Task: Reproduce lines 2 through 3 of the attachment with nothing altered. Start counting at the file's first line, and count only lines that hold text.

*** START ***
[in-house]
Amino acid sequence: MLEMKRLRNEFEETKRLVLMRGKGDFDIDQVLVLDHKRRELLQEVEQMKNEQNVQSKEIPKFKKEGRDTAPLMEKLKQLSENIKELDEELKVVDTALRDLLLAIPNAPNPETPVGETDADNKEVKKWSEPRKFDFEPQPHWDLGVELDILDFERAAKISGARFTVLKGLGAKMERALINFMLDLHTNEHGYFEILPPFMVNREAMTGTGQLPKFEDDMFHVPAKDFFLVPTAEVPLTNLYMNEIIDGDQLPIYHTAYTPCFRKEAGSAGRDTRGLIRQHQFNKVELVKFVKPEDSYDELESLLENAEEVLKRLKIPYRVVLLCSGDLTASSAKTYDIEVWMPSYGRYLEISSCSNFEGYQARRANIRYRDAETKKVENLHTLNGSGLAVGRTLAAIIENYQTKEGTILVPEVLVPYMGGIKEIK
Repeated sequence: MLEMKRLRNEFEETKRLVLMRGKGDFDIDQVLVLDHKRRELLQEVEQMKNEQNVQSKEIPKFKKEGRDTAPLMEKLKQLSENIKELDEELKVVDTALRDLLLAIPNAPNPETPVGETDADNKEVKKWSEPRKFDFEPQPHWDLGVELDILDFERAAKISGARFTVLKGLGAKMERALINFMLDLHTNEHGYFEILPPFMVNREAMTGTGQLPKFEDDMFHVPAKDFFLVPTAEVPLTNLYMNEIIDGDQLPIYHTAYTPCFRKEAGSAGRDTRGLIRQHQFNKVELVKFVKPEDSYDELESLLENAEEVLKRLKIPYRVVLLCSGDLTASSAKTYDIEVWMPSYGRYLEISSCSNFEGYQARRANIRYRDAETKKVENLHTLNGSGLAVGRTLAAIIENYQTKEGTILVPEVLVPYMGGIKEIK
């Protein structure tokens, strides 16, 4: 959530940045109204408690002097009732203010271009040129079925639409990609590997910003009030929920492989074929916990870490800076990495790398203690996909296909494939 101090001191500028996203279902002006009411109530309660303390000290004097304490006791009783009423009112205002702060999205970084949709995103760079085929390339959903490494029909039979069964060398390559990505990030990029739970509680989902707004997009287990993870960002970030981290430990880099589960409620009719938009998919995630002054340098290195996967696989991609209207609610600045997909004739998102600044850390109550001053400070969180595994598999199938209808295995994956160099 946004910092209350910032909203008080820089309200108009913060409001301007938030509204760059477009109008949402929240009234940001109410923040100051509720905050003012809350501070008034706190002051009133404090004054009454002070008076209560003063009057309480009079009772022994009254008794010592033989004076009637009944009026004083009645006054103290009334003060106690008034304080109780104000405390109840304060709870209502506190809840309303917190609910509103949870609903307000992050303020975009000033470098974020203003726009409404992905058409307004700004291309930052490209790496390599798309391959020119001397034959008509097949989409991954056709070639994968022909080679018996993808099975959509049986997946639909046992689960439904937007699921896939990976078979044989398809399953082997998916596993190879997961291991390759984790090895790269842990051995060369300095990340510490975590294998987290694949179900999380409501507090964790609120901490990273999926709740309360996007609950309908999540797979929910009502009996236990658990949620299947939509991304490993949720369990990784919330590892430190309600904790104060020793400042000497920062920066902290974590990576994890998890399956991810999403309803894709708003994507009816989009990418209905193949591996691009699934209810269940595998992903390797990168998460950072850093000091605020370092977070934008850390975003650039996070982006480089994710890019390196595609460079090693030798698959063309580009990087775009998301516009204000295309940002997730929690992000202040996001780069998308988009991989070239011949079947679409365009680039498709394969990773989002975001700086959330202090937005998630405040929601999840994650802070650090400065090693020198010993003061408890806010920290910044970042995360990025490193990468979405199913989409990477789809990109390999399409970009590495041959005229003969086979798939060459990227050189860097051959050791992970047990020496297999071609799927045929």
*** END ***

Amino acid sequence: MLEMKRLRNEFEETKRLVLMRGKGDFDIDQVLVLDHKRRELLQEVEQMKNEQNVQSKEIPKFKKEGRDTAPLMEKLKQLSENIKELDEELKVVDTALRDLLLAIPNAPNPETPVGETDADNKEVKKWSEPRKFDFEPQPHWDLGVELDILDFERAAKISGARFTVLKGLGAKMERALINFMLDLHTNEHGYFEILPPFMVNREAMTGTGQLPKFEDDMFHVPAKDFFLVPTAEVPLTNLYMNEIIDGDQLPIYHTAYTPCFRKEAGSAGRDTRGLIRQHQFNKVELVKFVKPEDSYDELESLLENAEEVLKRLKIPYRVVLLCSGDLTASSAKTYDIEVWMPSYGRYLEISSCSNFEGYQARRANIRYRDAETKKVENLHTLNGSGLAVGRTLAAIIENYQTKEGTILVPEVLVPYMGGIKEIK
Repeated sequence: MLEMKRLRNEFEETKRLVLMRGKGDFDIDQVLVLDHKRRELLQEVEQMKNEQNVQSKEIPKFKKEGRDTAPLMEKLKQLSENIKELDEELKVVDTALRDLLLAIPNAPNPETPVGETDADNKEVKKWSEPRKFDFEPQPHWDLGVELDILDFERAAKISGARFTVLKGLGAKMERALINFMLDLHTNEHGYFEILPPFMVNREAMTGTGQLPKFEDDMFHVPAKDFFLVPTAEVPLTNLYMNEIIDGDQLPIYHTAYTPCFRKEAGSAGRDTRGLIRQHQFNKVELVKFVKPEDSYDELESLLENAEEVLKRLKIPYRVVLLCSGDLTASSAKTYDIEVWMPSYGRYLEISSCSNFEGYQARRANIRYRDAETKKVENLHTLNGSGLAVGRTLAAIIENYQTKEGTILVPEVLVPYMGGIKEIK